I differ from many people who knew more about garden-making than I know or than I ever shall know, in believing that it is unnecessary for the House Garden—I will adopt this name for it—to be paved between the beds. I have seen this paving done in many cases, and to my mind it adds without any need whatsoever a certain artificiality to the appearance of this feature of the garden. By all means let the paths be paved with stone or brick; I have had all mine treated in this way, and thereby made them more natural in appearance, suggesting, as they do, the dry watercourse of a stream: every time I walk on thorn I remember the summer aspect of that beautiful watercourse at Funchal in the island of Madeira, which becomes a thoroughfare for several months of the year; but I am sure that the stone edgings of the beds and of the fountain basin look much better surrounded by grass. All that one requires to do in order to bring the House Garden in touch with the house is to bring something of the material of the house on to the lawn, and to force the house to reciprocate with a mantle of ampélopsis patterned with clematis.

All that I did was to remove the turf within the boundary of my stone edging and add the necessary soil. A week was sufficient for all, including the fountain basin and the making of the requisite attachment to the main water pipe which supplies the garden from end to end.

And here let me advise any possible makers of garden fountains on no account to neglect the introduction of a second outlet and tap for the purpose of emptying the pipe during a frost. The cost will be very little extra, and the operation will prevent so hideous a catastrophe as the bursting of a pipe passing through or below the concrete basin. My plumber knew his business, and I have felt grateful to him for making such a provision against disaster, when I have found six inches of ice in the basin after a week's frost.

At first I was somewhat timid over the planting of the stone-edged beds. I had heard of carpet bedding, and I had heard it condemned without restraint. I had also seen several examples of it in public gardens at seaside places and elsewhere, which impressed me only by the ingenuity of their garishness. Some one, too, had put the veto upon any possible tendency on my part to such a weakness by uttering the most condemnatory words in the vocabulary of art—Early Victorian! To be on the safe side I planted the beds with herbaceous flowers, only reserving two for fuchsias, of which I have always been extremely fond.

I soon came to find out that a herbaceous scheme in that place was a mistake. For two months we had to look at flowers growing, for a month we had to look at things rampant, and for a month we had to watch things withering. At no time was there an equal show of colour in all the beds. The blaze of beauty I had hoped for never appeared: here and there we had a flash of it, but it soon flickered out, much to our disappointment. If the period of the ramp had synchronised for all the beds it would not have been so bad; but when one subject was rampant the others were couchant, and no one was pleased.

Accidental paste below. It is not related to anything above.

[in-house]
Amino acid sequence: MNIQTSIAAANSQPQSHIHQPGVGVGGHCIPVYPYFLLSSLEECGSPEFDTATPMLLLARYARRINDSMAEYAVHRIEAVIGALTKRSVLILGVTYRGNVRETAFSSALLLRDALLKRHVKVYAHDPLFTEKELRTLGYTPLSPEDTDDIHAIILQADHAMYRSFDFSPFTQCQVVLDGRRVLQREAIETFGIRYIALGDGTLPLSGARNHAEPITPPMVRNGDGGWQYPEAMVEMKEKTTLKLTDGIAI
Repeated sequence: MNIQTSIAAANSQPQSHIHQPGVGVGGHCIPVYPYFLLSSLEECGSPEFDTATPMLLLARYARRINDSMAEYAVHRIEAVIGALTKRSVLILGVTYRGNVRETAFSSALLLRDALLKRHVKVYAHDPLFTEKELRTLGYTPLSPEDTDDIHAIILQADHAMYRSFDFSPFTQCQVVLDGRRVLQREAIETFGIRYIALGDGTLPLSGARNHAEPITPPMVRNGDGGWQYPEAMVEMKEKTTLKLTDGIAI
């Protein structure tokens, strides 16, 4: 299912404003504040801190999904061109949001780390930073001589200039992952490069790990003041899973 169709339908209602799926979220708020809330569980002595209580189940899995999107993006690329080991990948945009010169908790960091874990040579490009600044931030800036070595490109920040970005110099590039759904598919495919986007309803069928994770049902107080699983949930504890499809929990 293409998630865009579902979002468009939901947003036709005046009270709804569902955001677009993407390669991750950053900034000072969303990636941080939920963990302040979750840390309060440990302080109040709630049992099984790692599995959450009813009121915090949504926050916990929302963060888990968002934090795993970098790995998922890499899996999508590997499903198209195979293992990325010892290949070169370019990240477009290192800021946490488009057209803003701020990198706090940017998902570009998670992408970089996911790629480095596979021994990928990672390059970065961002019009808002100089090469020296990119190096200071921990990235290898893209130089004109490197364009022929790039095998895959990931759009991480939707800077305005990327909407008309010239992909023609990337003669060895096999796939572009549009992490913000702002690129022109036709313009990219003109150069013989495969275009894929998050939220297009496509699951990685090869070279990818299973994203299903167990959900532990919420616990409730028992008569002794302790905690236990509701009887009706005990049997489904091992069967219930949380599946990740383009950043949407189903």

The next year we tried some more dwarf varieties and such annuals as verbenas, zinnias, scabious, godetias, and clarkias, but although every one came on all right, yet they did not come on simultaneously, and I felt defrauded of my chromatic effects. A considerable number of people thought the beds quite a success; but we could not see with their eyes, and our feeling was one of disappointment.

Happily, at this time I bought for a few shillings a few boxes of the ordinary echeveria secunda glauca, and, curiously enough, the same day I came upon a public place where several beds of the same type as mine, set in an enclosed space of emerald grass, were planted with echeveria and other succulents, in patterns, with a large variety of brilliantly-coloured foliage and a few dwarf calceolarias and irisines. In a moment I thought I saw that this was exactly what I needed—whether it was carpet bedding or early Victorian or inartistic, this was what I wanted, and I knew that I should not be happy until I got it. Every bed looked like a stanza of Keats, or a box of enamels from the Faubourg de Magnine in Limoges, where Nicholas Laudin worked.

That was three years ago, and although I planted out over three thousand echeverias last summer, 1 had not to buy another box of the same variety; I had only to find some other succulents and transplant some violas in order to achieve all that I hoped for from these beds. For three years they have been altogether satisfying with their orderly habits and reposeful colouring. The glauca is the shade that the human eye can rest upon day after day without weariness, and the pink and blue and yellow and purple violas which I asked for a complement of colours, do all that I hoped they would do.

Of course we have friends who walk round the garden, look at those beds with dull eyes of disapproval, and walk on after imparting information on some contentious point, such as the necessity to remove the shoots from the briers of standard roses, or the assurance that the slugs are fond of the leaves of hollyhock. We have an occasional visitor who says,—

“Isn't carpet-bedding rather old-fashioned?”

So I have seen a lady in the spacious days of the late seventies shake her head and smile pityingly in a room furnished with twelve ribbon-back chairs made by the great Director.

“Old-fashioned—gone out years ago!” were the terms of her criticism.